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Dentists ‘pleased’ by new mouth cancer treatment


A breakthrough in mouth cancer treatment may save lives.Cosmetic dentistry could be the only medical care needed by mouth cancer sufferers as a new breakthrough in technology has been announced.

Scientists have used an engineered form of the herpes virus to provide relief to patients and found that it causes tumours to shrink.

Further trials will now be carried out to prevent more people from succumbing to the condition, which has a higher mortality rate than cervical and testicular cancers combined.

According to the British Dental Health Foundation, one person dies from mouth cancer every five hours and chief executive Dr Nigel Carter said it was important that the public were informed about disease.

“This study is very positive news. Mouth cancer is a devastating disease and an increasing number of people are being affected,” he added, explaining that early diagnosis increases survival rates from five in ten to nine in ten people.

Dr Carter advised anyone who thinks they may have mouth cancer to see a dentist as a matter of urgency.ADNFCR-2621-ID-800014336-ADNFCR

Smokers ‘may lose teeth’


Smokers 'may lose teeth'Smokers have been reminded by specialists that nicotine not only causes damage to the lungs, but could also cause tooth loss and result in the need for emergency dentistry.

Experts writing for the dental health magazine WorlDental have warned that bad breath and discolouration of teeth are not the only negative outcomes of smoking, but there can also be more serious implications.

They explained that teeth and gums can become diseased, due to tobacco reducing the blood flow, causing thinning and weakening to the roots, thus allowing bacteria to penetrate easier and cause infections.

In the more extreme cases it was suggested that people could lose their teeth or develop mouth cancer if they smoke regularly.

People were also encouraged by the magazine to look out for red, shiny gums or sensitivity and bleeding as these could be signs of gum disease, which is the main cause of tooth loss in adults.

Public ‘need to be more aware’ of mouth cancer


Public 'need to be more aware' of mouth cancerPublic awareness of mouth cancer has been criticised as “too low” by the British Dental Health Foundation (BDHF), which found that 90 per cent of sufferers surveyed failed to seek immediate treatment for symptoms.

Despite being aware of the disease, many said they were unaware that their problems could be mouth cancer and delayed visiting a healthcare professional, instead self-medicating with over-the-counter products.

Dr Nigel Carter, chief executive of the BDHF, said: “An awareness of the risk factors and symptom recognition by the public is a critical issue in determining survival rates, as early detection greatly improves the chances of survival.”

He encouraged the public to be aware that any abnormalities or discomfort that persists for more than three weeks should be assessed by a dental professional.

Cancer Research UK lists smoking tobacco and drinking large quantities of alcohol as two of the key causes of mouth cancer, with approximately 5,300 people diagnosed with the disease each year.ADNFCR-2621-ID-19822639-ADNFCR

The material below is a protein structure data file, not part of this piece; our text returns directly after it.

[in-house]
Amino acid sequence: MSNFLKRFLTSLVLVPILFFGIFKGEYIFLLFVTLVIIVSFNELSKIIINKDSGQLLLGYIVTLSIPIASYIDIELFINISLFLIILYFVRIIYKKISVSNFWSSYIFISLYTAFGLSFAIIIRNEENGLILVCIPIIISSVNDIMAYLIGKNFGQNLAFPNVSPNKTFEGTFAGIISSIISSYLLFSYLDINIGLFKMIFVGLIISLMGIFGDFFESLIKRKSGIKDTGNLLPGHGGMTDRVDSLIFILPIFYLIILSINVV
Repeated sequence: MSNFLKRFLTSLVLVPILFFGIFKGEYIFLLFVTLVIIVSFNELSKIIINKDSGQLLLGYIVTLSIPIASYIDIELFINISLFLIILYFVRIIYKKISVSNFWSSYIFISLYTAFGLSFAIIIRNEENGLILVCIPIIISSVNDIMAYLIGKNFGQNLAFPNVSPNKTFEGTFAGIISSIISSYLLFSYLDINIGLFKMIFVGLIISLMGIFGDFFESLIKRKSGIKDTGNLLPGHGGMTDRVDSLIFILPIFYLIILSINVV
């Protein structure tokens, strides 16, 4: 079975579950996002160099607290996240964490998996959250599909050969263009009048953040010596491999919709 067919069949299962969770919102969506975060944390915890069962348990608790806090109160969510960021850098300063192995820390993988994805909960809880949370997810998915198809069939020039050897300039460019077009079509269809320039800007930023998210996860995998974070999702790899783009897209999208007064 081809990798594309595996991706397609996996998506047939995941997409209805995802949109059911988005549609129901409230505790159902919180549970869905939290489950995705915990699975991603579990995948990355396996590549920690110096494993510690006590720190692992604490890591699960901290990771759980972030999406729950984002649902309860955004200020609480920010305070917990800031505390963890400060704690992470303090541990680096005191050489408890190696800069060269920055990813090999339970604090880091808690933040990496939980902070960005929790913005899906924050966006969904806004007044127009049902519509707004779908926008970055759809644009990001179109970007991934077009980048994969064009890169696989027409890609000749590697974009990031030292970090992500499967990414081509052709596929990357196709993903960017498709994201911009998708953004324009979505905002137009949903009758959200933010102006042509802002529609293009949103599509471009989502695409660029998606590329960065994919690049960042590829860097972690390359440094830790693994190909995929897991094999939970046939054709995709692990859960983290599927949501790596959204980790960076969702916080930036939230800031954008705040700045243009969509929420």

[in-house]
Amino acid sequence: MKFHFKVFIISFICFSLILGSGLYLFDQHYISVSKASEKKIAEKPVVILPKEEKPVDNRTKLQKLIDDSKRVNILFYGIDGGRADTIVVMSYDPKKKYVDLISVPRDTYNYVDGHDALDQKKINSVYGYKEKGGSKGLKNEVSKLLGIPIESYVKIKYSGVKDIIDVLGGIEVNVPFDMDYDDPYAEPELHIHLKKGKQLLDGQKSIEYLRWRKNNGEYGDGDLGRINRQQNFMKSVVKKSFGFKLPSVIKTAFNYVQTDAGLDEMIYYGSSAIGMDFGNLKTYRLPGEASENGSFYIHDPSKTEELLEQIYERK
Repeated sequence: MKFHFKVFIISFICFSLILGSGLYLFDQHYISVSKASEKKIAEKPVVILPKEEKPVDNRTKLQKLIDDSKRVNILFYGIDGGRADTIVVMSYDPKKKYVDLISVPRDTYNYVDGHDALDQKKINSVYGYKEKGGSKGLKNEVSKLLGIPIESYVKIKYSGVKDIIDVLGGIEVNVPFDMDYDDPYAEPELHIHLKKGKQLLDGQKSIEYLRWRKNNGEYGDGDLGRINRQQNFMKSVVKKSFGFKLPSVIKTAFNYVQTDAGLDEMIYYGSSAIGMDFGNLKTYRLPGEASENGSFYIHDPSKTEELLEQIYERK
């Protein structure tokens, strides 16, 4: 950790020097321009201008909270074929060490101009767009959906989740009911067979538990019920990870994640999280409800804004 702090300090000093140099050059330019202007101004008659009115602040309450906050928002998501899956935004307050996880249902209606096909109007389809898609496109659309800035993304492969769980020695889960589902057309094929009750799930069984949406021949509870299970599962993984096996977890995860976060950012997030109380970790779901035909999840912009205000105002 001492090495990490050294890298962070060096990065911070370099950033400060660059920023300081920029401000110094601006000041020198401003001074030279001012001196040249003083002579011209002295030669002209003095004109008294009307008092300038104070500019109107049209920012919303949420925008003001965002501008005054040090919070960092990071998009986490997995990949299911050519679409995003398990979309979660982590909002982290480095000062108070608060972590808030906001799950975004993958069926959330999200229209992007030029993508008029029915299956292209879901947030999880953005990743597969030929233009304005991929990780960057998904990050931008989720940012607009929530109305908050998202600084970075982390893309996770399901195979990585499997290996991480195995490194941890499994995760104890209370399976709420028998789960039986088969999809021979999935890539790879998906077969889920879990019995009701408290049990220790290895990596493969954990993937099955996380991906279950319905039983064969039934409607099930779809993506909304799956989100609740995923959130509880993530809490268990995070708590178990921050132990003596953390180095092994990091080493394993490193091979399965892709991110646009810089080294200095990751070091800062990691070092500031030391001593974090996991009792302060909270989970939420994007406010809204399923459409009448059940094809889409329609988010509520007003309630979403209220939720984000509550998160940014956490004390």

Brits urged to visit dentists to check for mouth cancer


Mouth cancer check-ups recommended.

People across the UK have been urged to visit their dentist regularly in order to screen against mouth cancer.

The Hartlepool Mail reported that NHS Hartlepool is inviting individuals who are at a higher risk – men over 50 – to get free check-ups at the organisation’s mobile dentistry unit in April.

The publication stated: “Oral cancer kills more than 5,000 people annually. Smokers, drinkers and men over 50 are most at risk.”

Furthermore, NHS Hartlepool revealed that incident rates have been rising in recent years for mouth cancer sufferers.

Elsewhere, the Mal Hutton CHANCE (Campaign For Head and Neck Cancer Education) Fund recently echoed this sentiment and suggested Brits worried about their general health should head to their local dentist’s office to have a check-up.

Wigan Today reported that dental professionals will routinely check for this disease and it can be a good way to spot the early signs of cancer development.

Athletes screened for mouth cancer


Mouth cancer is being targeted by the 70-strong emergency dentistry team at the Vancouver Winter Olympics, who are encouraging athletes to apply sunscreen to their mouths.

The unique nature of the elements to which alpine athletes are exposed could see their need for emergency dentistry increased, with the high levels of ultraviolet light that they encounter raising their risk of developing oral cancers. mouth cancer

At the present Vancouver Olympic Winter Games, more athletes than ever are being examined to determine whether they exhibit any symptoms of mouth cancer.

More than 70 experts are on hand to provide emergency dentistry services to the athletes who need them, as well as planning to screen 800 participants for signs of mouth cancer.

This is an increase of 100 per cent over the number who were screened at the previous Winter Olympics in 2006, reports

Among the measures recommended to help maintain good oral health, athletes are encouraged to apply sunscreen to their mouths to help resist the ultraviolet radiation at high altitudes.